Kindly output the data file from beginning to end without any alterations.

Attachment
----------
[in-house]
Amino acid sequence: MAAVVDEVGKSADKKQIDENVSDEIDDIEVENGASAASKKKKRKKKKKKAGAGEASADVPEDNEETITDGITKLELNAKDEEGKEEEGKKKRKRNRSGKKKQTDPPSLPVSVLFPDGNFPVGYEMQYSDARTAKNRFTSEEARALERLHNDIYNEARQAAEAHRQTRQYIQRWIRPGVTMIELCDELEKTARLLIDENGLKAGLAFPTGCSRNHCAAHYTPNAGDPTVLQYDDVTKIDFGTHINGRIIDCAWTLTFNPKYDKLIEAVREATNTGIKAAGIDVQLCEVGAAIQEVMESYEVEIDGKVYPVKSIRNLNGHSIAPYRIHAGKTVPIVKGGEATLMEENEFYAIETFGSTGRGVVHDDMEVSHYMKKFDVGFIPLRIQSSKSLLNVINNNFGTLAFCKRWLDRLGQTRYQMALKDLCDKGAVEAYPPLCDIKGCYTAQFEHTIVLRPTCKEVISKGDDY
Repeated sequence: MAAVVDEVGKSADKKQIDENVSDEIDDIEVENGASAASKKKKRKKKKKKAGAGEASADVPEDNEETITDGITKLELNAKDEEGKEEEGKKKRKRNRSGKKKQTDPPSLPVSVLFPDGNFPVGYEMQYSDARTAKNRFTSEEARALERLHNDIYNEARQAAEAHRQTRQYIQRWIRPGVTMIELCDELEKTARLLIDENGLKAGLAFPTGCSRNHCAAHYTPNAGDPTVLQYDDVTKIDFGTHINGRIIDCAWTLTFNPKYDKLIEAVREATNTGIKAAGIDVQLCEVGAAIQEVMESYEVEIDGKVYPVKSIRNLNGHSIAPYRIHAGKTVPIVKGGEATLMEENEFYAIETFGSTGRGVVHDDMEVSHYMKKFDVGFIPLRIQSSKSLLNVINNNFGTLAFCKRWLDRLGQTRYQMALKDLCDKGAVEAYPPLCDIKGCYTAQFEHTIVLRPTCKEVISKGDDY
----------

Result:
[in-house]
Amino acid sequence: MAAVVDEVGKSADKKQIDENVSDEIDDIEVENGASAASKKKKRKKKKKKAGAGEASADVPEDNEETITDGITKLELNAKDEEGKEEEGKKKRKRNRSGKKKQTDPPSLPVSVLFPDGNFPVGYEMQYSDARTAKNRFTSEEARALERLHNDIYNEARQAAEAHRQTRQYIQRWIRPGVTMIELCDELEKTARLLIDENGLKAGLAFPTGCSRNHCAAHYTPNAGDPTVLQYDDVTKIDFGTHINGRIIDCAWTLTFNPKYDKLIEAVREATNTGIKAAGIDVQLCEVGAAIQEVMESYEVEIDGKVYPVKSIRNLNGHSIAPYRIHAGKTVPIVKGGEATLMEENEFYAIETFGSTGRGVVHDDMEVSHYMKKFDVGFIPLRIQSSKSLLNVINNNFGTLAFCKRWLDRLGQTRYQMALKDLCDKGAVEAYPPLCDIKGCYTAQFEHTIVLRPTCKEVISKGDDY
Repeated sequence: MAAVVDEVGKSADKKQIDENVSDEIDDIEVENGASAASKKKKRKKKKKKAGAGEASADVPEDNEETITDGITKLELNAKDEEGKEEEGKKKRKRNRSGKKKQTDPPSLPVSVLFPDGNFPVGYEMQYSDARTAKNRFTSEEARALERLHNDIYNEARQAAEAHRQTRQYIQRWIRPGVTMIELCDELEKTARLLIDENGLKAGLAFPTGCSRNHCAAHYTPNAGDPTVLQYDDVTKIDFGTHINGRIIDCAWTLTFNPKYDKLIEAVREATNTGIKAAGIDVQLCEVGAAIQEVMESYEVEIDGKVYPVKSIRNLNGHSIAPYRIHAGKTVPIVKGGEATLMEENEFYAIETFGSTGRGVVHDDMEVSHYMKKFDVGFIPLRIQSSKSLLNVINNNFGTLAFCKRWLDRLGQTRYQMALKDLCDKGAVEAYPPLCDIKGCYTAQFEHTIVLRPTCKEVISKGDDY